President Donald Trump said Thursday that the United States plans to withdraw from the landmark Paris climate agreement but start talks to re-enter the accord with a more “fair” deal.
The decision sets the world’s largest economy apart from almost all other nations on earth, and moves in opposition to many large American companies as well. Always a showman, Trump announced the decision in a heavily-teased and anticipated event at the White House Rose Garden.
“In order to fulfill my solemn duty to protect America and its citizens, the United States will withdraw from the Paris climate accord, but begin negotiations to re-enter either the Paris accord or an entirely new transaction on terms that are fair to the United States, its businesses, its workers, its people, its taxpayers,” Trump said.
“So we’re getting out, but we will start to negotiate and we will see if we can make a deal that’s fair. And if we can that’s great, and if we can’t that’s fine.”
Trump and many of his allies have long dubbed the Paris Agreement a “bad deal” for America. They say it forces the United States to make immediate sacrifices that will hurt the economy, while other countries such as China are allowed to put off action until later.
Trump said Thursday that the withdrawal keeps a campaign promise and looks out for American workers. The White House contends that the U.S. has already reduced its carbon dioxide emissions and does not need the Paris accord to cut them even more, according to talking points obtained by CNBC.
The Trump administration also says the deal was negotiated badly and the U.S. would have faced unrealistic targets.
More than two decades of climate diplomacy produced the Paris Agreement in December 2015. The treaty is designed to prevent global temperatures from rising by more than 2 degrees Celsius above pre-industrial levels. The accord requires the 195 signatories — nearly every country in the world — to create national plans to reduce their greenhouse gas emissions in a bid to mitigate the effects of climate change.
Syria and Nicaragua are the only countries in the U.N. group that are not signatories.
Under President Barack Obama, the United States committed to reducing its greenhouse gas emissions by between 26 and 28 percent below 2005 levels by 2025. The Obama administration also pledged $3 billion to a fund established to help developing nations meet their Paris Agreement goals, the largest donation announced to date.
Trump cannot technically pull out of the agreement until November 2019, and the U.S. must give a year’s notice before it can withdraw, according to reports. So a withdrawal may not take effect until 2020, though mechanisms exist to possibly speed the process.
Trump and Republicans were already chipping away at the Paris Agreement.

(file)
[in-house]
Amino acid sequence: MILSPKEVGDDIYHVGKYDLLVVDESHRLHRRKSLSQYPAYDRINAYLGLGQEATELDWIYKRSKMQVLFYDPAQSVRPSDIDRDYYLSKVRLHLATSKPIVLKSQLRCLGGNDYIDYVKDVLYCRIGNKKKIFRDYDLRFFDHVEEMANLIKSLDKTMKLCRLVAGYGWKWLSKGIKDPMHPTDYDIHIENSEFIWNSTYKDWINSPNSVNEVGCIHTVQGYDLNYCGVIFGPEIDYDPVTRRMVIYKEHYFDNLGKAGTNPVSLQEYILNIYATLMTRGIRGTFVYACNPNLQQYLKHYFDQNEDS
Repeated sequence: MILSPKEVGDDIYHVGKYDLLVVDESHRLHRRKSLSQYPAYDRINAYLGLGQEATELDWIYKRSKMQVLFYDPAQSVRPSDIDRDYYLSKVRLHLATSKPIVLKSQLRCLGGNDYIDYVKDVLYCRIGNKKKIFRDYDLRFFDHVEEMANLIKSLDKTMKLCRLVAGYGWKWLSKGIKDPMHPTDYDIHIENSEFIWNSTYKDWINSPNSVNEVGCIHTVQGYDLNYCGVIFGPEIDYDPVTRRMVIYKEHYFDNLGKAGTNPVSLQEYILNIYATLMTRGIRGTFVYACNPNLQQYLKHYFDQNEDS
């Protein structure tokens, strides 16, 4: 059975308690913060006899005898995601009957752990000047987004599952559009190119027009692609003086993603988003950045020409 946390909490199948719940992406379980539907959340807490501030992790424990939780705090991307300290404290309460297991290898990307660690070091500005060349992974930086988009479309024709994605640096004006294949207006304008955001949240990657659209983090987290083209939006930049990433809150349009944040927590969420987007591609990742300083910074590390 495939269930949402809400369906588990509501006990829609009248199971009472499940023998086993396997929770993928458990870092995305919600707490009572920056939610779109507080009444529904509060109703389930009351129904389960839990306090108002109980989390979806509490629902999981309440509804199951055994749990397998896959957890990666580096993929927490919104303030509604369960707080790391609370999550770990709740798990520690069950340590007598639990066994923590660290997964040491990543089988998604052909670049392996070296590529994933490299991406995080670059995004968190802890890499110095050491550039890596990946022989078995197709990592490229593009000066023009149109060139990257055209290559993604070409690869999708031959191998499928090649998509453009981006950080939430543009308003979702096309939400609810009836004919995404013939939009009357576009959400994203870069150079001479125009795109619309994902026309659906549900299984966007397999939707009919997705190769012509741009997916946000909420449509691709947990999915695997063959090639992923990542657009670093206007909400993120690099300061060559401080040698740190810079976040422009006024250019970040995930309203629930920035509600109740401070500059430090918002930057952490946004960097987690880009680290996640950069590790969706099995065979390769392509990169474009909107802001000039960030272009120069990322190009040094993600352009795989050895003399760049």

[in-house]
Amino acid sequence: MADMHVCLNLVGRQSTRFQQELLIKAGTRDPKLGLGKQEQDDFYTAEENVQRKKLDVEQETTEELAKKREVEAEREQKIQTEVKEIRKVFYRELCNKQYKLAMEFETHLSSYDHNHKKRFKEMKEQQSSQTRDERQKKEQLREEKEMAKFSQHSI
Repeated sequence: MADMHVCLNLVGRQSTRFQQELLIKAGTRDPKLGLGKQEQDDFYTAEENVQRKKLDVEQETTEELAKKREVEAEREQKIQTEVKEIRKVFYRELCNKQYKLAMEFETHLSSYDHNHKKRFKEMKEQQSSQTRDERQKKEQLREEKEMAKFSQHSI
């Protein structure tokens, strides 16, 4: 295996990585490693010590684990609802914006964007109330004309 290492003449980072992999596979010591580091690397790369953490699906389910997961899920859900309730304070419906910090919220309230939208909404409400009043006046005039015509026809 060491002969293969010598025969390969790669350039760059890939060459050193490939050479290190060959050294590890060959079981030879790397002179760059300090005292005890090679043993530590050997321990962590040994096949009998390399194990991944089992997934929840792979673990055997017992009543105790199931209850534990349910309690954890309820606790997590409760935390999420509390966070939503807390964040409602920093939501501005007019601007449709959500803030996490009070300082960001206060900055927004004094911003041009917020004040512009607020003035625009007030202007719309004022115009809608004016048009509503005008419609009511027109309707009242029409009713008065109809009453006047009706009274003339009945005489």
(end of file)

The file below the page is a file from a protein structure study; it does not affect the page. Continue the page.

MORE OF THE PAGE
In his first 100 days in office, Trump sought to undermine many of the Obama-era policies that would allow the United States to meet its commitments to the accord. He has set in motion the repeal of Obama’s signature plan to cut greenhouse gas emissions from power plants, teed up a potential easing of automobile fuel efficiency standards, and rescinded a host of other energy industry regulations and guidelines in a bid to increase fossil fuel production.
A number of large American companies were among those advocating for staying in the Paris Agreement, including U.S. energy giants Exxon Mobil and Chevron and their European peers Royal Dutch Shell and BP. The oil majors say the accord offers a framework for tackling global warming and gives the United States a role in steering the global response to climate change.
To be sure, these companies are big players in natural gas development and stood to benefit from Obama-era regulations that have already expedited the retirement of some coal-fired plants and would likely continue that trend.
Tesla CEO Elon Musk — a Paris deal proponent whose company also benefits from a shift to renewable energy sources — even threatened to leave three White House advisory councils if Trump withdrew from the agreement. CEOs of companies like Apple and Microsoft, among many others, have also pushed Trump to uphold the agreement.
The issue had reportedly split the Trump administration into “stay” and “leave” camps. The two sides had quibbled over whether language in the text of the Paris Agreement allowed the United States to reduce its commitment.
The stay camp included Secretary of State Rex Tillerson and Energy Secretary Rick Perry, as well as Trump’s daughter and assistant Ivanka Trump and her husband, Jared Kushner, a White House senior advisor. They argued Trump has the authority to revise the country’s contributions to make them less ambitious.
The leave camp was led by White House chief strategist Steve Bannon and Environmental Protection Agency Administrator Scott Pruitt. They maintained that the Paris Agreement only allowed for an upward revision of a signatory’s commitments and efforts to walk back U.S. goals could lead to legal challenges by environmentalists.
A group of top Republican senators including Majority Leader Mitch McConnell also urged Trump to withdraw from the agreement.
Trump telegraphed his decision at the G-7 summit last weekend by refusing to endorse the Paris Agreement.
— CNBC’s Ylan Mui contributed to this report
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